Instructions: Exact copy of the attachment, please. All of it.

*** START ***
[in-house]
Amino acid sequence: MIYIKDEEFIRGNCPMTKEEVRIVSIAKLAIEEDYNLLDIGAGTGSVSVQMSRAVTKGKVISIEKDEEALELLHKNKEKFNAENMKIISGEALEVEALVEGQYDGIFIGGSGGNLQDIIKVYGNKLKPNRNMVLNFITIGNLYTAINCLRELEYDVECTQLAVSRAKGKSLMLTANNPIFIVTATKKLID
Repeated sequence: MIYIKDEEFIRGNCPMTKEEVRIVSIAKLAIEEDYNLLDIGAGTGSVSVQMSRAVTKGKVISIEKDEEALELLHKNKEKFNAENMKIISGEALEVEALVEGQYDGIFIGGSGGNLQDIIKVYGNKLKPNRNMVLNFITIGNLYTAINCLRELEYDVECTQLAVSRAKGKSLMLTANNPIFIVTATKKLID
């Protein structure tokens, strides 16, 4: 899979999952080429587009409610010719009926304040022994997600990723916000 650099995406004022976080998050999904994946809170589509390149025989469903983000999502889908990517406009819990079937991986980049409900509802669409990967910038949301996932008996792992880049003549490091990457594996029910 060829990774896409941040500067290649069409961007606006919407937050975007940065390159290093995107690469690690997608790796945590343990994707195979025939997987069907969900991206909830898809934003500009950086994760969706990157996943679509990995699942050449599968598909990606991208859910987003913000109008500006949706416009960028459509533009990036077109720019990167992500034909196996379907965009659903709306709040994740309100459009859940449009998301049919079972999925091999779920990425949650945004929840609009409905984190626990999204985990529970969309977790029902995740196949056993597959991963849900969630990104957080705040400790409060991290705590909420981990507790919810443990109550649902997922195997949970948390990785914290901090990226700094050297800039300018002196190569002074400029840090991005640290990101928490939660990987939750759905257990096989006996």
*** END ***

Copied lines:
[in-house]
Amino acid sequence: MIYIKDEEFIRGNCPMTKEEVRIVSIAKLAIEEDYNLLDIGAGTGSVSVQMSRAVTKGKVISIEKDEEALELLHKNKEKFNAENMKIISGEALEVEALVEGQYDGIFIGGSGGNLQDIIKVYGNKLKPNRNMVLNFITIGNLYTAINCLRELEYDVECTQLAVSRAKGKSLMLTANNPIFIVTATKKLID
Repeated sequence: MIYIKDEEFIRGNCPMTKEEVRIVSIAKLAIEEDYNLLDIGAGTGSVSVQMSRAVTKGKVISIEKDEEALELLHKNKEKFNAENMKIISGEALEVEALVEGQYDGIFIGGSGGNLQDIIKVYGNKLKPNRNMVLNFITIGNLYTAINCLRELEYDVECTQLAVSRAKGKSLMLTANNPIFIVTATKKLID
């Protein structure tokens, strides 16, 4: 899979999952080429587009409610010719009926304040022994997600990723916000 650099995406004022976080998050999904994946809170589509390149025989469903983000999502889908990517406009819990079937991986980049409900509802669409990967910038949301996932008996792992880049003549490091990457594996029910 060829990774896409941040500067290649069409961007606006919407937050975007940065390159290093995107690469690690997608790796945590343990994707195979025939997987069907969900991206909830898809934003500009950086994760969706990157996943679509990995699942050449599968598909990606991208859910987003913000109008500006949706416009960028459509533009990036077109720019990167992500034909196996379907965009659903709306709040994740309100459009859940449009998301049919079972999925091999779920990425949650945004929840609009409905984190626990999204985990529970969309977790029902995740196949056993597959991963849900969630990104957080705040400790409060991290705590909420981990507790919810443990109550649902997922195997949970948390990785914290901090990226700094050297800039300018002196190569002074400029840090991005640290990101928490939660990987939750759905257990096989006996």